April 30, 2012

Victims of the RUF

Victims of the RUF

Former Liberian President Charles Taylor has become the first African head of state to be convicted of a crime by an international court and the first national leader anywhere since Admiral Karl Dönitz at Nuremburg. Presiding Judge Richard Lussick, reading a unanimous finding, found Taylor “€œcriminally responsible”€ for aiding and abetting the perpetrators and therefore “€œguilty of 11 charges including terror, murder, rape and conscripting child soldiers.”€

Taylor’s conviction is due to his support for Foday Sankoh‘s rebels of the RUF (Revolutionary United Front) in neighboring Sierra Leone, who murdered tens of thousands and displaced, mutilated, raped, and robbed hundreds of thousands between 1991 and 2002. Sankoh’s mob will be long remembered for their practice of lopping off limbs. Victims were often asked if they wanted “€œshort sleeves”€ (arms off) or “€œlong sleeves”€ (hands off) before being chopped.

The tribunal has concluded this “€œrevolutionary”€ force was heavily dependent on President Taylor for military, logistical, and political support which was generously supplied in return for diamonds. One of these diamonds was presented to supermodel Naomi Campbell following a dinner in 1997 with President Nelson Mandela in South Africa.

“€œThe real tragedy is that much of this bloodshed need not have happened.”€

Al Venter (author of Gunship Ace, which covers the Sierra Leone Civil War) says he recalls seeing two pregnant women having their bellies butchered, their fetuses removed and boiled before they were forced to eat the remains. Rather than use rope the RUF would string human entrails across roads at roadblocks.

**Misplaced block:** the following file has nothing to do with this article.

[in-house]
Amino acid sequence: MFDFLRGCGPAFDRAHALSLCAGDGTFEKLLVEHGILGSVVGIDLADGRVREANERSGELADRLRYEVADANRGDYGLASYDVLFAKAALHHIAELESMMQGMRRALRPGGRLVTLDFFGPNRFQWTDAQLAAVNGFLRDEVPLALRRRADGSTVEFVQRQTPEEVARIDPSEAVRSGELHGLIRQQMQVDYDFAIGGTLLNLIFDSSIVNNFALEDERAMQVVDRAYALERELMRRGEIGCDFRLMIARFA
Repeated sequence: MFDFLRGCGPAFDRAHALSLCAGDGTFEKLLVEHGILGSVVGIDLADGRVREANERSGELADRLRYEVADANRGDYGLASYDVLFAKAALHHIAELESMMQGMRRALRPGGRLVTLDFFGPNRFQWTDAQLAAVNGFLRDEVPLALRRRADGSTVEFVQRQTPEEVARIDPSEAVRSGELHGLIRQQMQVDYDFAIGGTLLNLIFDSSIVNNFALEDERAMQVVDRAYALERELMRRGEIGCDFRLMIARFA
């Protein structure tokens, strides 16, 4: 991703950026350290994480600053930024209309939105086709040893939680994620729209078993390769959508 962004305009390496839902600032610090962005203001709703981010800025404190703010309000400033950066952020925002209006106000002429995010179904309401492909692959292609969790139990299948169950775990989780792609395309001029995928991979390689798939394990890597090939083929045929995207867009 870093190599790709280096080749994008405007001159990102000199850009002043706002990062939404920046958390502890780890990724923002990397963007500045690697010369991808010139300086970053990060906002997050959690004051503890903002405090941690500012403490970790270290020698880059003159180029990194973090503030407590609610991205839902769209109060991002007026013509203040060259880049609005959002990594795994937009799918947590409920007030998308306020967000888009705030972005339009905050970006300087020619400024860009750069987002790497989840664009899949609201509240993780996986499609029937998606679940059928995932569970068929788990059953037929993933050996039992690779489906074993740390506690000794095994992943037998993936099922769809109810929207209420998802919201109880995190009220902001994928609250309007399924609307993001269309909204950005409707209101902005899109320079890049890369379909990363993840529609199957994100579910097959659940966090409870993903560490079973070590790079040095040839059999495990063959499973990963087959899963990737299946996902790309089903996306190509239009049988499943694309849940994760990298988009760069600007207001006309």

My friend Bob MacKenzie, a former Rhodesian SAS officer, was captured by the RUF after he had run to the aid of a comrade who turned out to be dead. A nun who survived says she watched the rebels hang MacKenzie from a tree and bayonet him for hours before strips were cut from his body and eaten. The rebel leader was then given the honor of consuming his liver.

The real tragedy is that much of this bloodshed need not have happened. In March 1995, with Sankoh at the height of his powers, less than 200 South African mercenaries operating under the direction of private military company Executive Outcomes arrived with little bang but plenty of balls and brawn. They smashed the RUF bully boys, sending them scuttling into the countryside. Suddenly confronted by real soldiers up for a fight, the RUF fled in confusion. The South Africans soon secured control of most of the diamond fields that were feuling the violence, and relative calm rapidly returned to the capital city of Freetown and much of Sierra Leone.


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